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Or think of it in the same way as a musician plays an instrument - watch a professional guitarist/saxophonist/pianist's fingers when they're playing - there's a hell of a lot of action going on there and it doesn't necessarily seem smooth (in a "fluid" sense at least)...  Now close your eyes and listen - it sounds smooooooooooth...  So each individual action of the fingers (and embouchure, if it's a wind or brass instrument) is conducted in a positive, predicted, and predictable, manner.  Just like inputs to the throttle, brakes, position on the bike etc.  Put it all together properly and the combined result is smooth.

 

And, like playing an instrument, it's much easier talking about it than doing it....unsure.gif

wow, well put in words, technically its the results that matters, but we have to hone the skills required to do so! 

 

 

 

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Great piece Mr Code. For sure this is one of the most misunderstood words in a riders vocabulary.

Despite knowing large chunks of your work in great detail, I have never seen it explained in this way.

Thankyou for clearing up yet another mysterious aspect of riding motorcycles.

I'll be sending out an e-news with a link to this page to all our Aussie students...so expect the hits on this story to jump!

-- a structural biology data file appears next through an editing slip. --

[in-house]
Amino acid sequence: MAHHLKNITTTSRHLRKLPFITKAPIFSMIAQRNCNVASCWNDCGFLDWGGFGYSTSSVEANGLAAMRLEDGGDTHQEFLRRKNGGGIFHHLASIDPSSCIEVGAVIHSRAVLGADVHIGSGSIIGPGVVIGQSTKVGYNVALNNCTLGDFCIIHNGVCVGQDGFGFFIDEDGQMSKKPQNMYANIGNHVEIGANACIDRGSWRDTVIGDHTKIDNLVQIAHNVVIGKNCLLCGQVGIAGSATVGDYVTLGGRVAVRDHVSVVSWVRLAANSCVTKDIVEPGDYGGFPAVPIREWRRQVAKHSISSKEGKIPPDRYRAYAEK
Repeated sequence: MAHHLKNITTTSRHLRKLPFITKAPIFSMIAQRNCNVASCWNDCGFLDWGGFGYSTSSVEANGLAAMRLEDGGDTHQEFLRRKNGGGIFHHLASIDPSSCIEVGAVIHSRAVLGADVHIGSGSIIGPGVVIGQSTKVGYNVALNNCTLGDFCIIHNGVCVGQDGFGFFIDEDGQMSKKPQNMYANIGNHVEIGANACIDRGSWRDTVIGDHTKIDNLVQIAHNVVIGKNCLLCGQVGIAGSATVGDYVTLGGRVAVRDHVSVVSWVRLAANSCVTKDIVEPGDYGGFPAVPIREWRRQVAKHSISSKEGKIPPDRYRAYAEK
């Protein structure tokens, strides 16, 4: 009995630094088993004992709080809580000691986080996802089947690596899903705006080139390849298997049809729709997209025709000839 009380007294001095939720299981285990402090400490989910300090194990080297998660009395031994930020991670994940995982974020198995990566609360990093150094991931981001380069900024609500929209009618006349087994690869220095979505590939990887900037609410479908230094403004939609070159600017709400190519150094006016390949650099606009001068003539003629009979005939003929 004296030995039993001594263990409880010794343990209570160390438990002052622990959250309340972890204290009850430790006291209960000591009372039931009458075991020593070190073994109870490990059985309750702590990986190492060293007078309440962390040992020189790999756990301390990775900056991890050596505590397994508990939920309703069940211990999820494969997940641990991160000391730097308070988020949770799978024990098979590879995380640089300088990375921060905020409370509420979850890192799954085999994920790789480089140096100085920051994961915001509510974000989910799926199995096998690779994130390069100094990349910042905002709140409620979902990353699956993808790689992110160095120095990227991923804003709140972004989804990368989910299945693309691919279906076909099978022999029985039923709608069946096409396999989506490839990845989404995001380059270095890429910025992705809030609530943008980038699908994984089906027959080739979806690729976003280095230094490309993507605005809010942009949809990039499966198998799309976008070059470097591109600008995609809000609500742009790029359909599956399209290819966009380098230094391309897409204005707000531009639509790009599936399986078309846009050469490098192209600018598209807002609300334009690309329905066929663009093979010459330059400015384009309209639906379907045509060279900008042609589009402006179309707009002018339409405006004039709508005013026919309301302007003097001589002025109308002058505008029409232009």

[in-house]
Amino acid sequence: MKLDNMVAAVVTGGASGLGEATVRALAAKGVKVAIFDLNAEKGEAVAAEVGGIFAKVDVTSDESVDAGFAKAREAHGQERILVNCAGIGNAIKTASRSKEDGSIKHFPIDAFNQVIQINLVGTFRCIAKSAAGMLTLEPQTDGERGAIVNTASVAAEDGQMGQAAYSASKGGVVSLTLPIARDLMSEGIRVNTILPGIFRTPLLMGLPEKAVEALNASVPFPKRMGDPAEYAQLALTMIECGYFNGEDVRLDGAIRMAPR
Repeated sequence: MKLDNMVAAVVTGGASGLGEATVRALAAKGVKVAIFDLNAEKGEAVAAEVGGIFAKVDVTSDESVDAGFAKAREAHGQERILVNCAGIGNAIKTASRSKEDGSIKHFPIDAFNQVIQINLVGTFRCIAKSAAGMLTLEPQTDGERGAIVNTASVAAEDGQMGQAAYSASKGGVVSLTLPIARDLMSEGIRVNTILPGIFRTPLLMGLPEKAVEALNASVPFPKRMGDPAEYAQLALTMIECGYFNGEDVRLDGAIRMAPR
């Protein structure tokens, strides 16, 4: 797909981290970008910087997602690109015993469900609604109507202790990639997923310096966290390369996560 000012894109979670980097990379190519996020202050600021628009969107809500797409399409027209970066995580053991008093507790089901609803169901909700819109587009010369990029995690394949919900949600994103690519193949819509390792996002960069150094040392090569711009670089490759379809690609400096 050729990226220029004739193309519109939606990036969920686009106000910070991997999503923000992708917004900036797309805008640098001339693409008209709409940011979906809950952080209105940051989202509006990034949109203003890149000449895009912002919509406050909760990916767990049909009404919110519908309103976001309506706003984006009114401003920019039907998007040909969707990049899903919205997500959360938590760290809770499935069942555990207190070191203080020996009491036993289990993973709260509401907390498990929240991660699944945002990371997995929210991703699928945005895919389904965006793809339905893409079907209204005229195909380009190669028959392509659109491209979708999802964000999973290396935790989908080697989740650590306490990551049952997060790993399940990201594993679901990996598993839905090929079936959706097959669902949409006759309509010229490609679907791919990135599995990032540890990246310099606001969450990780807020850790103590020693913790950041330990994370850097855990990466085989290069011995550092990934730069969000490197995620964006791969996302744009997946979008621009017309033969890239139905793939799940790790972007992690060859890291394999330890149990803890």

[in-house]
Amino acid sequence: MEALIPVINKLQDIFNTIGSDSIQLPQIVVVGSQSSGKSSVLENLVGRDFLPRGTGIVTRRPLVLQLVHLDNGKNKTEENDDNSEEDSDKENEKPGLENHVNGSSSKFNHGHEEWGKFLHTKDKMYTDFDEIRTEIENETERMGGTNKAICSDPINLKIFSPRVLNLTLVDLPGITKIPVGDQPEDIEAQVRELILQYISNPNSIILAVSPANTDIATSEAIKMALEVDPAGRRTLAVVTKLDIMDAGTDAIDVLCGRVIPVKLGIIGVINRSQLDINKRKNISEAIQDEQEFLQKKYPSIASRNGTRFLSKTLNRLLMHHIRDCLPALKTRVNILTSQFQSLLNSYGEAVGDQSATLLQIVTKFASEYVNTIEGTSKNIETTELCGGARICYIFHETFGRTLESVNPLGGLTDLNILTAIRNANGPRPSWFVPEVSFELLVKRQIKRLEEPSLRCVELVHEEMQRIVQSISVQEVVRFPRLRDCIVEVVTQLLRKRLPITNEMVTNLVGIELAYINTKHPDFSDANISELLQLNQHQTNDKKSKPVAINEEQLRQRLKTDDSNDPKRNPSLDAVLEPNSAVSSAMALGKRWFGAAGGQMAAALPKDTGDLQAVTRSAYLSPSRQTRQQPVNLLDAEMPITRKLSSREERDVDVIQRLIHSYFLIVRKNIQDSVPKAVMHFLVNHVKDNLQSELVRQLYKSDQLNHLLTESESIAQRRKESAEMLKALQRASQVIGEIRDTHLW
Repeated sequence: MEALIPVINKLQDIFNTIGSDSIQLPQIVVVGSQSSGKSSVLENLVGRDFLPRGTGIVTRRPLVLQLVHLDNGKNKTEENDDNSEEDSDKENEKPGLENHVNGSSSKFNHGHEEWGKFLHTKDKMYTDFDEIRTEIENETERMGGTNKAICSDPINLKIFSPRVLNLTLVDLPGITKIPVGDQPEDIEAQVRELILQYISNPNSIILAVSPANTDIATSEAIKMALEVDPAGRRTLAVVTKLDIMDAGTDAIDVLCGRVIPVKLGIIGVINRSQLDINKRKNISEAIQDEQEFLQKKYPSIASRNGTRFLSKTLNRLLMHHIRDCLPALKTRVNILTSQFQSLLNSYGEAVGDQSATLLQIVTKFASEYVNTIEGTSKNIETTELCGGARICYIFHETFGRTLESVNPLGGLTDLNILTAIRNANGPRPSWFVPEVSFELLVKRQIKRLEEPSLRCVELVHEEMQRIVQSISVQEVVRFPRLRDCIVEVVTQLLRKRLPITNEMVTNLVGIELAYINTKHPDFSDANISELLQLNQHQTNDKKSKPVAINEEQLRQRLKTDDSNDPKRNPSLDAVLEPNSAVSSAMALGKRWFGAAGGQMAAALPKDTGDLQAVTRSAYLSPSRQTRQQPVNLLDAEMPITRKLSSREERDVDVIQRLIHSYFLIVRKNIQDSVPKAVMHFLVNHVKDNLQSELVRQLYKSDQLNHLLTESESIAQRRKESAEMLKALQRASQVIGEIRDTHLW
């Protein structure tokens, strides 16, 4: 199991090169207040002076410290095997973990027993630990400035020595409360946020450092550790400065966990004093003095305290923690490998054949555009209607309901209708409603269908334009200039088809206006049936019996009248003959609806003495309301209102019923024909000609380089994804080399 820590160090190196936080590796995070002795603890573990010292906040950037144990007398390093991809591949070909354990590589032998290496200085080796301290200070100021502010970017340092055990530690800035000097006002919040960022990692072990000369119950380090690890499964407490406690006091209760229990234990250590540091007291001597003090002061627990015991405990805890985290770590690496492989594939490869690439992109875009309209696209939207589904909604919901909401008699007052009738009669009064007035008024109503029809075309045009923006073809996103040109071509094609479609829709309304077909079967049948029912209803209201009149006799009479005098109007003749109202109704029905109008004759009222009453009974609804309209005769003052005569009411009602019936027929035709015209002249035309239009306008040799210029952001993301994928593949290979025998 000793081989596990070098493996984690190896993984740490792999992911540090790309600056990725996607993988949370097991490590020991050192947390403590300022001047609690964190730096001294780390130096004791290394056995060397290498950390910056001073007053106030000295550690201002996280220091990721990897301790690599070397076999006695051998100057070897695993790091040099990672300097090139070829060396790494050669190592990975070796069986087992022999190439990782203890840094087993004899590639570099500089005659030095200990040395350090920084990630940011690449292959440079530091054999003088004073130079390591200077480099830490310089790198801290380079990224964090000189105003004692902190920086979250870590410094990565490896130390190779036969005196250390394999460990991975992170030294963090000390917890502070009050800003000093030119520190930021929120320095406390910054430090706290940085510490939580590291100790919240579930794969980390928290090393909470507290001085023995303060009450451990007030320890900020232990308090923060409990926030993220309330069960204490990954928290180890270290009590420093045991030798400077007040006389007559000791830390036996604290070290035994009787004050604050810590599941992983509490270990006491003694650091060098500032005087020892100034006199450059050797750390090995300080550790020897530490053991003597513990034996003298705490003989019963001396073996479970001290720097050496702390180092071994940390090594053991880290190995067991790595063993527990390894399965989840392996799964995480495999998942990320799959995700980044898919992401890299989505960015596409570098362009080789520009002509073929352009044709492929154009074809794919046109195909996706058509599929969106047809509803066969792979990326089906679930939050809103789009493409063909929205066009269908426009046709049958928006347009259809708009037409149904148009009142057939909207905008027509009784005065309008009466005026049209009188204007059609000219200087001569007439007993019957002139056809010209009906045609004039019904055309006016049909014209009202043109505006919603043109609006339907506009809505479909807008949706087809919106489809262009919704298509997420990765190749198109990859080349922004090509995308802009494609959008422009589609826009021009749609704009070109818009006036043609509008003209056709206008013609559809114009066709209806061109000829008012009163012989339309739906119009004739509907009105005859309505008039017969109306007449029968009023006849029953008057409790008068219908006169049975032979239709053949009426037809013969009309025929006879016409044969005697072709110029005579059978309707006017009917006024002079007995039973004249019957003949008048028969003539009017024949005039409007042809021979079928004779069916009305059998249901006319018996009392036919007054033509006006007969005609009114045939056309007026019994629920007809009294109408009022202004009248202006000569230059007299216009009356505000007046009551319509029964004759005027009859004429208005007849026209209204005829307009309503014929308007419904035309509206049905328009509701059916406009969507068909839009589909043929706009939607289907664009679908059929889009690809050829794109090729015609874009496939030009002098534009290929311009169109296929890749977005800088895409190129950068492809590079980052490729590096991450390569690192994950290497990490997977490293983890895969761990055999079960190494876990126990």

Thanks,,,

 

 

how to deal with depression

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Great piece Mr Code. For sure this is one of the most misunderstood words in a riders vocabulary.

Despite knowing large chunks of your work in great detail, I have never seen it explained in this way.

Thankyou for clearing up yet another mysterious aspect of riding motorcycles.

I'll be sending out an e-news with a link to this page to all our Aussie students...so expect the hits on this story to jump!

Thanks,,,

 

 

how to deal with depression

 

Hi Sweet,

 

Glad you are up and posting!

 

CF

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Soft Science covers a lot of this material and I'm just starting to get deeper into it now that I have Twist II on cd downloaded into my iPhone and listen while I'm riding. The results are very very good. I realize Soft Science might not lend itself to being put on cd but I wish I had it anyway. I can hardly wait for my upcoming two levels so I can get the coaching I need.